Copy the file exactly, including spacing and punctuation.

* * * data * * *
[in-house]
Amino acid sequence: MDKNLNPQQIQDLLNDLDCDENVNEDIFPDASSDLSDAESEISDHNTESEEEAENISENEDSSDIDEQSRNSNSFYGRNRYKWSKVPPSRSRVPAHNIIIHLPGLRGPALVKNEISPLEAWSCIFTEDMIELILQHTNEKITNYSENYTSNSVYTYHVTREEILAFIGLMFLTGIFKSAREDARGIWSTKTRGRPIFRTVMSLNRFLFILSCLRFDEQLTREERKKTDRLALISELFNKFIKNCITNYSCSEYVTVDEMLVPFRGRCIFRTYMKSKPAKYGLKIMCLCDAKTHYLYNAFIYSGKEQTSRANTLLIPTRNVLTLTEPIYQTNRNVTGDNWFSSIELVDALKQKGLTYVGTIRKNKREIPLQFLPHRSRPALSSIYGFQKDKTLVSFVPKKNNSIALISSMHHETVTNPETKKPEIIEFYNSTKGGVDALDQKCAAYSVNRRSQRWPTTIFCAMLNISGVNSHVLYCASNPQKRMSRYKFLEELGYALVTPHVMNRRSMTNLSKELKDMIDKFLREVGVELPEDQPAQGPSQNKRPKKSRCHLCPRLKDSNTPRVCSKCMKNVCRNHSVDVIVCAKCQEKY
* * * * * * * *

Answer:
[in-house]
Amino acid sequence: MDKNLNPQQIQDLLNDLDCDENVNEDIFPDASSDLSDAESEISDHNTESEEEAENISENEDSSDIDEQSRNSNSFYGRNRYKWSKVPPSRSRVPAHNIIIHLPGLRGPALVKNEISPLEAWSCIFTEDMIELILQHTNEKITNYSENYTSNSVYTYHVTREEILAFIGLMFLTGIFKSAREDARGIWSTKTRGRPIFRTVMSLNRFLFILSCLRFDEQLTREERKKTDRLALISELFNKFIKNCITNYSCSEYVTVDEMLVPFRGRCIFRTYMKSKPAKYGLKIMCLCDAKTHYLYNAFIYSGKEQTSRANTLLIPTRNVLTLTEPIYQTNRNVTGDNWFSSIELVDALKQKGLTYVGTIRKNKREIPLQFLPHRSRPALSSIYGFQKDKTLVSFVPKKNNSIALISSMHHETVTNPETKKPEIIEFYNSTKGGVDALDQKCAAYSVNRRSQRWPTTIFCAMLNISGVNSHVLYCASNPQKRMSRYKFLEELGYALVTPHVMNRRSMTNLSKELKDMIDKFLREVGVELPEDQPAQGPSQNKRPKKSRCHLCPRLKDSNTPRVCSKCMKNVCRNHSVDVIVCAKCQEKY